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16 April 2014

Underneath the guano...

The craziness of this internet thing you're looking at has really set the bat's-arse among the fruit of the music industry during the past year or a few. We've an awful lot of crap acts dominating the (increasingly irrelevant) charts and both physical and digital album sales are in trouble... oh woe are the artists and, to a lesser extent, record companies as Bolivian marching powder maintains its already heady price. So how does a struggling muzo make brass amid the muck?

It seems tougher than ever for small acts to turn an honest coin, with much blame appearing to lie at the door of ill behaviour by casual consumers - illegal downloads, rubbish going viral, too many 'players' grasping after fame and fortune and not enough ears or hours in the day to filter the glorp and yield even a teenth of the good stuff on offer. It's a quagpile and is killing music, say commentators. But then, music pundits predict the death of music like Seventh-day Adventists predict the end of times, except pundits don't put a firm date on artistic Armageddon and ask you to surrender your wealth unto them.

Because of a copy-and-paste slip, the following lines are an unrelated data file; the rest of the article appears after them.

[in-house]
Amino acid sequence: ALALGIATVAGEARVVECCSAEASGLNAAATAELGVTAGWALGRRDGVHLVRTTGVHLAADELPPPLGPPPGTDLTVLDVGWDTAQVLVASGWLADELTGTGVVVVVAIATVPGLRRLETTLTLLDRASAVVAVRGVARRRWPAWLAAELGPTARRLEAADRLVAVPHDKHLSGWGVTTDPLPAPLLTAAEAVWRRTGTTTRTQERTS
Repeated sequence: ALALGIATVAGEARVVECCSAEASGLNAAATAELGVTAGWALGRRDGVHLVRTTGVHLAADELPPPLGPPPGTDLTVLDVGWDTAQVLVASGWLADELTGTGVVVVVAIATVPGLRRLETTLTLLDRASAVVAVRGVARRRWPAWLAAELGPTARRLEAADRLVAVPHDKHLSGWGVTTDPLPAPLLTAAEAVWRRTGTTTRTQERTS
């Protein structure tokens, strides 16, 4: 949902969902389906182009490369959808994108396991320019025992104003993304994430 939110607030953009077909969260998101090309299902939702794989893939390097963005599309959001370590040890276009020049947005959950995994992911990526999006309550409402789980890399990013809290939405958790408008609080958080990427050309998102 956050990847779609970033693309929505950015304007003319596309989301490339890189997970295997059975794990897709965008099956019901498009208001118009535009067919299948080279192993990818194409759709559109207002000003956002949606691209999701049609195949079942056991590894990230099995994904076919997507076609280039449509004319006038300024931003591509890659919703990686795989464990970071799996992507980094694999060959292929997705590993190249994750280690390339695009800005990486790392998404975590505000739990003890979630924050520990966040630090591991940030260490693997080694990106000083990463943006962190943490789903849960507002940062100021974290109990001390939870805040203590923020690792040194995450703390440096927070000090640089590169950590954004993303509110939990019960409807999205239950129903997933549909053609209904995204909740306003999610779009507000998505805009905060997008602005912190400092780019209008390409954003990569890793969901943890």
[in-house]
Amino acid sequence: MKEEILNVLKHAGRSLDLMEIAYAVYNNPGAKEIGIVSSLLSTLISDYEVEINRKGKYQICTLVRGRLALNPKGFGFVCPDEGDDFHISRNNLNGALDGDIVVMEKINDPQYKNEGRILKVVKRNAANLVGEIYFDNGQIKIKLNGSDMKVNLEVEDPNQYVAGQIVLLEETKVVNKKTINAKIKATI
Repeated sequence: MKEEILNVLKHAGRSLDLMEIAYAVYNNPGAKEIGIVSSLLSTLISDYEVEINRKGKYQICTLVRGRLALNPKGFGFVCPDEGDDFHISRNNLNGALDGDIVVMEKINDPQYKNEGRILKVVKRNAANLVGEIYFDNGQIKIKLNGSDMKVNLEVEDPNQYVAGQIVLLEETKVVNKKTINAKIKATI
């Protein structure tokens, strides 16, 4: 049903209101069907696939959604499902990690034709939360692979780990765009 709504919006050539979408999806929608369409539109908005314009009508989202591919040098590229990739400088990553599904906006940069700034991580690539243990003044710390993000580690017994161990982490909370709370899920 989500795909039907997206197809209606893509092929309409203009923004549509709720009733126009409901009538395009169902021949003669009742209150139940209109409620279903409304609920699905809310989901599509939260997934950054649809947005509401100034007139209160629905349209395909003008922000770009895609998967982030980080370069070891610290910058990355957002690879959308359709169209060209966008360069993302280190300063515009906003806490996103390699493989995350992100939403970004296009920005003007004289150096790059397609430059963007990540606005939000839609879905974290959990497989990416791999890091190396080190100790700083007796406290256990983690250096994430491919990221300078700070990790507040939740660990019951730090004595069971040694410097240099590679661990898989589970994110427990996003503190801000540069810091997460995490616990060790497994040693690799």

Music appears to have been drawing its last breath since the 1960s, but there's still good, fresh stuff to be had if punters are prepared to dig. And, while the internet has encouraged any dick with a laptop to go bleep, perhaps MP3 some beats (yep, some people never get beyond beats) and promote by spamming social networks, the internet has made panning for gold that much easier, albeit more time consuming.

OK, so the artists gaining big traction these days appear to be American females willing to get near (or totally) nekkid while auto-tune grinds through the vocal, but audiences have never had such plenty of both good and shite. If you can block out the light reflecting from the nether regions of Miley Cyrus, Katy Perry and Lady Gaga, along with the swag of swinging Kanyes, titillating Thickes and the One Dimensions of this world, plus myriad discotheque jockeys who know how to press Play, alluring sounds abound.